Despotism, 1946

Despotism, 1946 July 19, 2004

Karl Martino points us to this fascinating 1946 classroom film on "Despotism," which you can download or view online at the Internet Archive.

This 10-minute film from Encyclopedia Britannica Films features Dr. Harold D. Lasswell of Yale, who was a professor of law and of political science at the school while both our current and our most recent presidents were students there.

The film, produced in the immediate aftermath of World War II, presents a spectrum from democracy to despotism. And it begins with this cautionary note:

Avoid the comfortable idea that the mere form of government can of itself safeguard a nation against despotism. … When a competent observer looks for signs of despotism in a community, he looks beyond fine words and noble phrases.

That last is shown against a backdrop of patriotic Americans reciting the (original) Pledge of Allegiance, which fades into the silhouette of a lynching. That's the implicit message of this film, It Can Happen Here.

We are introduced to a man "who makes it his business to study these things" — presumably Dr. Lasswell. The professor offers two "yardsticks" for measuring the existence of despotism or democracy in a given community or nation.

The Respect Scale ranges from shared to restricted, and measures "how many citizens get an even break." The Power Scale ranges from shared to concentrated. "The test of despotic power is that it can disregard the will of the people," the professor says. It's notable that in this 1946 film, both racism and anti-Semitism are offered as examples of despotic tendencies.

But here's where the film really gets interesting. The professor then offers two more scales by which, he says, an observer can determine whether a nation is headed toward democracy or toward despotism. These scales are Economic Distribution and Information.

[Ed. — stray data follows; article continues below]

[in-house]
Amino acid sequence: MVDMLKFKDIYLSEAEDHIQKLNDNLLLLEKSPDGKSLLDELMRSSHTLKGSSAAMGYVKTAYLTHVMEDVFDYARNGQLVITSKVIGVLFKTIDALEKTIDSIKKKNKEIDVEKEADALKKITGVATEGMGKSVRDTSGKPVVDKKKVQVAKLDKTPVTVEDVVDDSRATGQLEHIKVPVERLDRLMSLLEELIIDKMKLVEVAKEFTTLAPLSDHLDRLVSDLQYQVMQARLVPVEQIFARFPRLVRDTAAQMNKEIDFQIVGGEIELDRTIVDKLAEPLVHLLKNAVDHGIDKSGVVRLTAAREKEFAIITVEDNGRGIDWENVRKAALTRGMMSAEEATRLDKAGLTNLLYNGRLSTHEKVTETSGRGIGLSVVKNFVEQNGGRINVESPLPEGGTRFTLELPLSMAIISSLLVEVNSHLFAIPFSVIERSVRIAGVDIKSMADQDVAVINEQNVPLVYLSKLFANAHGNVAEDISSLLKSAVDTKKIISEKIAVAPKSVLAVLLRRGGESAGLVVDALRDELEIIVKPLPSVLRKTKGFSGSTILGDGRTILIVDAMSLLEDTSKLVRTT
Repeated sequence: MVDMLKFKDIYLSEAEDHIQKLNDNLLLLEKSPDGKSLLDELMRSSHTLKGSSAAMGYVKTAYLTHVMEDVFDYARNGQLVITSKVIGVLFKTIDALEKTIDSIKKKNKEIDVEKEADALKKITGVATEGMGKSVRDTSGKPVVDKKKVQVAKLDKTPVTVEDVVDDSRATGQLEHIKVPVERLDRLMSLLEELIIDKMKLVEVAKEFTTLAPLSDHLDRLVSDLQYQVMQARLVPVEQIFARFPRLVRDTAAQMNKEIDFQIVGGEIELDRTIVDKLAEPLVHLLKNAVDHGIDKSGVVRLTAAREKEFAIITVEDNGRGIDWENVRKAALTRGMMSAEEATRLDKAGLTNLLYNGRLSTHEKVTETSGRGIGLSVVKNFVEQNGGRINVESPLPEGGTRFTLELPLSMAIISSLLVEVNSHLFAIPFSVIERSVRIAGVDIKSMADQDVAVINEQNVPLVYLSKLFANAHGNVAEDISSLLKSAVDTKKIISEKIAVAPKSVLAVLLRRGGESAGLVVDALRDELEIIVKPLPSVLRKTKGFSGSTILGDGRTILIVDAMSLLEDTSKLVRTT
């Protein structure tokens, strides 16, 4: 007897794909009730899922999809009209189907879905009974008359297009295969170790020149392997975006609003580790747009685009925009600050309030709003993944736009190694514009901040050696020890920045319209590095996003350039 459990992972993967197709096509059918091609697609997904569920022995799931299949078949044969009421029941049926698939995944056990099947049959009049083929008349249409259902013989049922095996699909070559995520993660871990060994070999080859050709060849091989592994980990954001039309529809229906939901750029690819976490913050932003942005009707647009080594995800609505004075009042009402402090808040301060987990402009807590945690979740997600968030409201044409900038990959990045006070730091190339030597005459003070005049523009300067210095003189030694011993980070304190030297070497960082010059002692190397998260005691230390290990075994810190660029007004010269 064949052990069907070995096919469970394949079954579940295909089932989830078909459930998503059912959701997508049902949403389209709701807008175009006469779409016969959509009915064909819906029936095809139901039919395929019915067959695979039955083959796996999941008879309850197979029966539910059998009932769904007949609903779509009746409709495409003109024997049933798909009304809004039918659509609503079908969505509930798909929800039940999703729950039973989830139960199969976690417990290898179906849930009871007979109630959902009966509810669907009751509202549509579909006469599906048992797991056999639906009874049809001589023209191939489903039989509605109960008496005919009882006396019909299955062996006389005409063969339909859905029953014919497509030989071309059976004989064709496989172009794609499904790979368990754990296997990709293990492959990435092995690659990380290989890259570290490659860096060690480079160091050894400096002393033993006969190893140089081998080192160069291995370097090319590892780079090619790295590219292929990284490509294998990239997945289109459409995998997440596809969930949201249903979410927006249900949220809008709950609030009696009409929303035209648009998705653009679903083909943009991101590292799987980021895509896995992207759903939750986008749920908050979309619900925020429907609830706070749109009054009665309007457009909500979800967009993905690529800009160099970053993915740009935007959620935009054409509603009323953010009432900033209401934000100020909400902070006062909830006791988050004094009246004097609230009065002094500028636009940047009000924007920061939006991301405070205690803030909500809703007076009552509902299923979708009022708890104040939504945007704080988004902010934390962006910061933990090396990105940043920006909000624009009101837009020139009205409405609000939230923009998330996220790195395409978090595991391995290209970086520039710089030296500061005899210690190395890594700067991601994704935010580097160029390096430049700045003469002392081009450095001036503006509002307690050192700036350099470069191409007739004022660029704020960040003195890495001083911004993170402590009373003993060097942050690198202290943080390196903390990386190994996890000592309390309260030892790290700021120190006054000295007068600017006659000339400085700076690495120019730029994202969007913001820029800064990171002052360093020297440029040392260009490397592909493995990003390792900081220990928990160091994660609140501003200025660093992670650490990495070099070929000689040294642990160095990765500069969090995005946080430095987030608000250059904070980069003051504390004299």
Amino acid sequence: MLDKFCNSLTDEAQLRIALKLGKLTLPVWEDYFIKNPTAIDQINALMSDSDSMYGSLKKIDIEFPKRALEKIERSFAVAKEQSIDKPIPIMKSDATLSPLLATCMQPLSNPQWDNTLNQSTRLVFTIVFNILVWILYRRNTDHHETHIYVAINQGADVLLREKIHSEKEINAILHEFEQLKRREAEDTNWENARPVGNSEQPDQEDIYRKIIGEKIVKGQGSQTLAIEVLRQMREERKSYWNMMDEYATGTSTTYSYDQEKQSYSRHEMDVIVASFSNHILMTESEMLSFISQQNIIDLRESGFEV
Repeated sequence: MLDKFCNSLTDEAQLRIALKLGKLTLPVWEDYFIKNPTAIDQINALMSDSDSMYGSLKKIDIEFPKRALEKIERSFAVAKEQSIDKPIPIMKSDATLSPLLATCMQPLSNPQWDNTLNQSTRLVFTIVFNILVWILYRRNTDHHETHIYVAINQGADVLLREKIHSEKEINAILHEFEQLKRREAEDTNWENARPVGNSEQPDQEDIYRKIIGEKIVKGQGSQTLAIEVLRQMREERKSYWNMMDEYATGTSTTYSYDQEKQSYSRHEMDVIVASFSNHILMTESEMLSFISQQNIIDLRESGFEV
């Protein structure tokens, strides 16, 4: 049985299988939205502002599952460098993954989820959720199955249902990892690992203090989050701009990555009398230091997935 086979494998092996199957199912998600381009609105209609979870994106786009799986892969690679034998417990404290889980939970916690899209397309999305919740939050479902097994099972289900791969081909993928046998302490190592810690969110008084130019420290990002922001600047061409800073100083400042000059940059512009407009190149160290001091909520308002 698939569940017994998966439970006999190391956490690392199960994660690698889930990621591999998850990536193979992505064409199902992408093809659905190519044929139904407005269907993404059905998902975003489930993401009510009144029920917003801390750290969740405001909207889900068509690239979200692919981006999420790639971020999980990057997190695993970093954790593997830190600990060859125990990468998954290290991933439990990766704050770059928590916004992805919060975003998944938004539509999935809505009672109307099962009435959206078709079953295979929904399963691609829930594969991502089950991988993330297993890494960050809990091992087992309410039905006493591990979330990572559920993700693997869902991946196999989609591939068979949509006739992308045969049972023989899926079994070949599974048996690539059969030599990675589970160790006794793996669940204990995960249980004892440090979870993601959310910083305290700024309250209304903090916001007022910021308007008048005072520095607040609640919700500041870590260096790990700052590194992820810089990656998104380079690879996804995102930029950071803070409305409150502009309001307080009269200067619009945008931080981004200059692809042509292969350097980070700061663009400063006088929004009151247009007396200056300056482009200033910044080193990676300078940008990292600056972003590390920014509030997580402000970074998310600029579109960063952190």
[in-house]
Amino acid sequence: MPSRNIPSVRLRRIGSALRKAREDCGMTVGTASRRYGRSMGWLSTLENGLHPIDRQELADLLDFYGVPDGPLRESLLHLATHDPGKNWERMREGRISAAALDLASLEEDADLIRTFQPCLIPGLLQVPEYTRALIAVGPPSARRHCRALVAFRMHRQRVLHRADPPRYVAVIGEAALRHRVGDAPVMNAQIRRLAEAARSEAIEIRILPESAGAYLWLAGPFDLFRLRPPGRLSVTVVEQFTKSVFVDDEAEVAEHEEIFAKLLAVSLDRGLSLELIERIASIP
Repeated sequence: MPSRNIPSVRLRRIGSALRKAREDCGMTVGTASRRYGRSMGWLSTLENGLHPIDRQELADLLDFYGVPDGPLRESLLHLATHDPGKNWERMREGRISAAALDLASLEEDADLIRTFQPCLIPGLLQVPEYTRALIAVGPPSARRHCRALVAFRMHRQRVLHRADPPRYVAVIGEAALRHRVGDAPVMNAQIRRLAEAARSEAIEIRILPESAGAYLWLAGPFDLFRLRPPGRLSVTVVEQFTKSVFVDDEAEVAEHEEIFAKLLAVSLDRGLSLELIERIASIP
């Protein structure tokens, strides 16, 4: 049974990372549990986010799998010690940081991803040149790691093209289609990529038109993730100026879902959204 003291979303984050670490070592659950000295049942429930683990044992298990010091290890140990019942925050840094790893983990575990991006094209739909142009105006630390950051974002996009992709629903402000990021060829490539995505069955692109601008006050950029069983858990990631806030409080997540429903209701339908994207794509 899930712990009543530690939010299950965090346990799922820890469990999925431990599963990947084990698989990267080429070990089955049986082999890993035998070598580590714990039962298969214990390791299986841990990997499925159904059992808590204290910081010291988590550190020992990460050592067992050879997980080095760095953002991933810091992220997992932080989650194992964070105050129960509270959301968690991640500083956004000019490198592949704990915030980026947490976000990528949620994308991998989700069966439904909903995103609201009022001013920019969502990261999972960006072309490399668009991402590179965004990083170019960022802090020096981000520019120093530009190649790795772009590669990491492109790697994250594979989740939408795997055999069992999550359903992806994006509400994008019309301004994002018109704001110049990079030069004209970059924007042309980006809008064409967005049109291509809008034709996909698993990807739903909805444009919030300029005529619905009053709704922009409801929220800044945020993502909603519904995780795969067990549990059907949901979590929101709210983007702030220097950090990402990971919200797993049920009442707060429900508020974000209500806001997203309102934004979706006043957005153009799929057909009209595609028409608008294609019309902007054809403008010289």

Here's what the professor has to say about economic distribution, which he measures on a scale from "balanced" to "slanted":

If a community's economic distribution becomes slanted, its middle-income groups grow smaller and despotism stands a better chance to gain a foothold. …

If this condition exists over the nation as a whole, so that the control of jobs and business opportunities is in a few hands, despotism stands a good chance. …

Another sign of a poorly balanced economy is a taxation system that presses heaviest on those least able to pay.

In 1946, the unjust or inequitable distribution of wealth was perceived as a dangerous tendency and a threat to democracy. The Cold War hadn't yet begun in earnest.

Over the following decades, Soviet despotism rose as a challenge to democracy in the world. And because Soviet despotism was nominally about the redistribution of wealth, talk about equitable economic distribution as a necessary prerequisite for healthy democracy became suspect. And not just suspect, but condemned as anti-democratic and anti-American. Watching this 1946 film gave me a real sense of how great a setback for democracy vs. despotism the rise of McCarthyism really was.